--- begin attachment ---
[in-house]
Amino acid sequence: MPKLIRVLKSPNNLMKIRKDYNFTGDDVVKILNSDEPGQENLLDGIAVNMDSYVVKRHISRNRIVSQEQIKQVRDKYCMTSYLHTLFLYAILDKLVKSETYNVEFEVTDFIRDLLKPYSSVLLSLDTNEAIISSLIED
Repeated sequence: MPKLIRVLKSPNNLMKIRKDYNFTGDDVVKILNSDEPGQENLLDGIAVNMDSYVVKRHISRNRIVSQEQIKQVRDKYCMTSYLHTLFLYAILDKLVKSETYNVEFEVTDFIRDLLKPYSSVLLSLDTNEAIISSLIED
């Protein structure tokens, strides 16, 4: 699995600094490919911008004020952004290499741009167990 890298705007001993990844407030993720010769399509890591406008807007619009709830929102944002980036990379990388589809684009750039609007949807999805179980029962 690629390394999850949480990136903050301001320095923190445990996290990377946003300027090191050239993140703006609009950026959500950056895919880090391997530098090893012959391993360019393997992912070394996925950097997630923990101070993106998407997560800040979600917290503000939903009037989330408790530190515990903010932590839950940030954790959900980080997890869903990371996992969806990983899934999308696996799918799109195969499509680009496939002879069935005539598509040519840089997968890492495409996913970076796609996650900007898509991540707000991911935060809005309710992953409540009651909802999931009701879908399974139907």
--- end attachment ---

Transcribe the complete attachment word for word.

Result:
[in-house]
Amino acid sequence: MPKLIRVLKSPNNLMKIRKDYNFTGDDVVKILNSDEPGQENLLDGIAVNMDSYVVKRHISRNRIVSQEQIKQVRDKYCMTSYLHTLFLYAILDKLVKSETYNVEFEVTDFIRDLLKPYSSVLLSLDTNEAIISSLIED
Repeated sequence: MPKLIRVLKSPNNLMKIRKDYNFTGDDVVKILNSDEPGQENLLDGIAVNMDSYVVKRHISRNRIVSQEQIKQVRDKYCMTSYLHTLFLYAILDKLVKSETYNVEFEVTDFIRDLLKPYSSVLLSLDTNEAIISSLIED
């Protein structure tokens, strides 16, 4: 699995600094490919911008004020952004290499741009167990 890298705007001993990844407030993720010769399509890591406008807007619009709830929102944002980036990379990388589809684009750039609007949807999805179980029962 690629390394999850949480990136903050301001320095923190445990996290990377946003300027090191050239993140703006609009950026959500950056895919880090391997530098090893012959391993360019393997992912070394996925950097997630923990101070993106998407997560800040979600917290503000939903009037989330408790530190515990903010932590839950940030954790959900980080997890869903990371996992969806990983899934999308696996799918799109195969499509680009496939002879069935005539598509040519840089997968890492495409996913970076796609996650900007898509991540707000991911935060809005309710992953409540009651909802999931009701879908399974139907």